This method for relative dating is now several decades old, and techniques are available for accurately assessing the amount of Fluorine that has accumulated in buried bones or implements made of bone [which are abundant in archeological remains]. Once a Fluorine profile of bones found in single location [or even an entire geographical area] is prepared, it can be used to place those skeletal remains in relation to each other in time.  Thus though this method offers only relative dating, it offers a highly accurate method for establishing the general chronology of skeletal finds in relation to each other.

The famous Piltdown Hoax was exposed with the help of this method. Piltdown Man is the name given to the hypothetical “Missing Link” in human evolution discovered in Piltdown, England. More than 500 learned works appeared on this missing link and even a monument was erected in the place of its discovery to commemorate this find. However, once the discover of this “missing link” died, the bones [so far zealously hidden from the scientific community, who were given only plaster casts for their study] came into the possession of the scientific community for the first time. A series of Fluorine dating, and they found this “ape man” was a composite fabricated by mixing bones from various ages. Thus even relative dating have substantial scientific contributions to make.

Obsidian Hydration:   This is a relatively new dating method, developed around 1960. Though the primary purpose of this technique is to find relative dates, at times it gives dates that are as good as absolute. It also happens to be more easy to conduct, and cost effective in most cases.

Obsidian is a natural glass, formed by volcanic activity. During earlier part of the human civilization, when hardened metal implements were not available, Obsidian was highly prized for its ability to cut and shape implements. It has been found in the mountains of Americas, Europe, Near East to India, North East Asia to Japan and even New Zeland. A large number of Obsidian artifacts have been discovered in all these places.

The Obsidian Dating is based upon a special characteristic of this material. As soon as there is a fracture in this material. that new surface begins to absorb water [hydration] at a level that is almost constant with time. The thickness of this hydration layer increases with time, and this time can be determined by cutting a thin piece of this material which is then examined under microscope.

The method yields only relative dates, but they are more reliable than dates given by many other methods. The cost is also less. But it needs to be used with care as the rate of hydration can be affected by many factors. Even in the laboratory the test is often repeated after one week on the same sample before the final result is declared.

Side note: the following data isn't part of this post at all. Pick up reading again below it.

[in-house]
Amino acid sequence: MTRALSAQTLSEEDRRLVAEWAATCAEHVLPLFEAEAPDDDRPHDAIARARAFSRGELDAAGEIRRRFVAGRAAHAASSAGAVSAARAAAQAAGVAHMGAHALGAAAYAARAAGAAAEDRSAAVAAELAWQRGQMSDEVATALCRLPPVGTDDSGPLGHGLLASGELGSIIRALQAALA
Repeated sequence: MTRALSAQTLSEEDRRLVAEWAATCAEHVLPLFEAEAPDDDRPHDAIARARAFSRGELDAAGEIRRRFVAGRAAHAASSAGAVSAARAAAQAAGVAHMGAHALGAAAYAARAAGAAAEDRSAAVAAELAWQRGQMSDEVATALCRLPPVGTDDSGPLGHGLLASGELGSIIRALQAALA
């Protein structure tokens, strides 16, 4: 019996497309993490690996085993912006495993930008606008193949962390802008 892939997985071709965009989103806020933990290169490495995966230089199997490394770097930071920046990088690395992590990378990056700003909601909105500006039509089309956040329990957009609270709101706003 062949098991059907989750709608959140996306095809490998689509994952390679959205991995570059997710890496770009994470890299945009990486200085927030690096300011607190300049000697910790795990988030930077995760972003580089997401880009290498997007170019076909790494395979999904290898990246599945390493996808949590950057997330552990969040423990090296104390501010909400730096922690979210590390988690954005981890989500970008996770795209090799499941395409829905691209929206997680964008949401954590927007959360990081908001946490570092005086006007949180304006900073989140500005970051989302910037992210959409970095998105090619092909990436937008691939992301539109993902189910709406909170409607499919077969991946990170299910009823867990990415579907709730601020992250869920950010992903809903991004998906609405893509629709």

Patination:  Many ancient artifact develop a thin outer layer of chemicals called the patina. The patina is the outermost surface of the artifact. This layer differs in color, texture, luster or composition from the rest of the artifact. This layer is created as a result of chemical, physical or biological change in response to the surrounding soil and environmental condition. When a large number of artifacts with patina are found in the same location, this layer can be used to gauge their ages relative to each other.

A good  example of patination would be a flint artifact buried in some type of soil or sediment that causes its surface to be chemically altered and become white, yellow or brown. Another example would be the green crust that forms on bronze. Similar examples are known to even those who do not work with archeological samples.

So far five types of patination have been recognized and investigation. The first is bleaching, which is caused by the leaching out silica and replacement of it with lime salts. The second is induration of exposed surfaces, which is caused by the leaching out of soluble silica and redeposition of it at the surface forming a substance called silcrete. The third is limonite-penetration and staining which involves limonite clays and salts in the soil being absorbed by stone artifacts. The fourth can be called “desert-varnish” which is a condition created by extreme dryness and intense solar radiation affecting artifacts. Fifth  is the formation of a crust, caused by leaching out iron salts and redeposition at the surface.

With a site that has several layers of civilizations and a large series of objects from each layer, it is possible to observe obvious differences in the amounts of patina. With this knowledge the layer may be determined from the earliest to the latest civilization. However, work is going on to identify possible yearly-deposit-layers, so that more accurate dates might be obtained. However the work is still in the stage of growth.

Pollen Analysis: As microscopic techniques became more refined, and as an increasing number of organic materials were microscopically analyzed, the researchers began identifying pollen grains embedded in these materials that might range from dried up varnishes up to woven clothes. Pollen analysis which led to relative dating was first done by the Swedish geologist Von Post around 1916.